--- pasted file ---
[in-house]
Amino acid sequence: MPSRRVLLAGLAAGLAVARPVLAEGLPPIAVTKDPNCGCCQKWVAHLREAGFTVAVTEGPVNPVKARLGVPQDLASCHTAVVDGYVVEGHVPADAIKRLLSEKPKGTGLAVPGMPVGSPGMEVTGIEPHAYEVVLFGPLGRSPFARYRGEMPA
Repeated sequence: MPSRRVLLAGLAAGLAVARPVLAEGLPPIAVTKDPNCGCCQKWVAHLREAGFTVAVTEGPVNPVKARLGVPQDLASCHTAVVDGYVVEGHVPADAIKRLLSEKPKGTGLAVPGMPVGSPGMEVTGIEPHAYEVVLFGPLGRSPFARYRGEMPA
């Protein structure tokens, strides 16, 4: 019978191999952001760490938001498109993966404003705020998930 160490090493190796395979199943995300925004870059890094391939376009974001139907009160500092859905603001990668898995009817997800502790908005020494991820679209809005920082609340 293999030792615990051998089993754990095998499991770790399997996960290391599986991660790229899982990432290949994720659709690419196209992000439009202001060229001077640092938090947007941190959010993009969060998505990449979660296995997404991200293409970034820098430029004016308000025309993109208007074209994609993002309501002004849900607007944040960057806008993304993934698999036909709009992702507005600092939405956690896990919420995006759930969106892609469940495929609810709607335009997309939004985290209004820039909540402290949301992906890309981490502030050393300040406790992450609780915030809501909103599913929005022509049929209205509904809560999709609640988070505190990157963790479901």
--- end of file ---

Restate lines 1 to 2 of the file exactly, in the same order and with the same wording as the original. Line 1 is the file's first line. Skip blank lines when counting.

[in-house]
Amino acid sequence: MPSRRVLLAGLAAGLAVARPVLAEGLPPIAVTKDPNCGCCQKWVAHLREAGFTVAVTEGPVNPVKARLGVPQDLASCHTAVVDGYVVEGHVPADAIKRLLSEKPKGTGLAVPGMPVGSPGMEVTGIEPHAYEVVLFGPLGRSPFARYRGEMPA